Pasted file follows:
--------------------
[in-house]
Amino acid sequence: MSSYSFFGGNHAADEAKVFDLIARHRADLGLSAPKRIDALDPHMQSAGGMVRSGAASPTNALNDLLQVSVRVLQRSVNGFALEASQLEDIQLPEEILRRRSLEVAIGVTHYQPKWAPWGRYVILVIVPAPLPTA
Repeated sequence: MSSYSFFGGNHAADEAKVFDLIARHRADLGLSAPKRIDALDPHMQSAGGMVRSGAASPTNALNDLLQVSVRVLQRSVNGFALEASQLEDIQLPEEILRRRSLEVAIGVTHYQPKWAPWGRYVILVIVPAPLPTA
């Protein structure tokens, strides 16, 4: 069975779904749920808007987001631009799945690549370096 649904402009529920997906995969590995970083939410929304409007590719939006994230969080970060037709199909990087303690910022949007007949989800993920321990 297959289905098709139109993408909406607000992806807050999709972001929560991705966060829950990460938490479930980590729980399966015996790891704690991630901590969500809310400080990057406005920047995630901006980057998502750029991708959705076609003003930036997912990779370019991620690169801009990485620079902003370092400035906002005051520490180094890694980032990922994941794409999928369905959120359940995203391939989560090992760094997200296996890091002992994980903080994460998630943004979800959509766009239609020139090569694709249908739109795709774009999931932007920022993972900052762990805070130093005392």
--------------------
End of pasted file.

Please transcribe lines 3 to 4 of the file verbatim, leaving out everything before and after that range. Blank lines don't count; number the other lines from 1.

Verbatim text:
Repeated sequence: MSSYSFFGGNHAADEAKVFDLIARHRADLGLSAPKRIDALDPHMQSAGGMVRSGAASPTNALNDLLQVSVRVLQRSVNGFALEASQLEDIQLPEEILRRRSLEVAIGVTHYQPKWAPWGRYVILVIVPAPLPTA
């Protein structure tokens, strides 16, 4: 069975779904749920808007987001631009799945690549370096 649904402009529920997906995969590995970083939410929304409007590719939006994230969080970060037709199909990087303690910022949007007949989800993920321990 297959289905098709139109993408909406607000992806807050999709972001929560991705966060829950990460938490479930980590729980399966015996790891704690991630901590969500809310400080990057406005920047995630901006980057998502750029991708959705076609003003930036997912990779370019991620690169801009990485620079902003370092400035906002005051520490180094890694980032990922994941794409999928369905959120359940995203391939989560090992760094997200296996890091002992994980903080994460998630943004979800959509766009239609020139090569694709249908739109795709774009999931932007920022993972900052762990805070130093005392």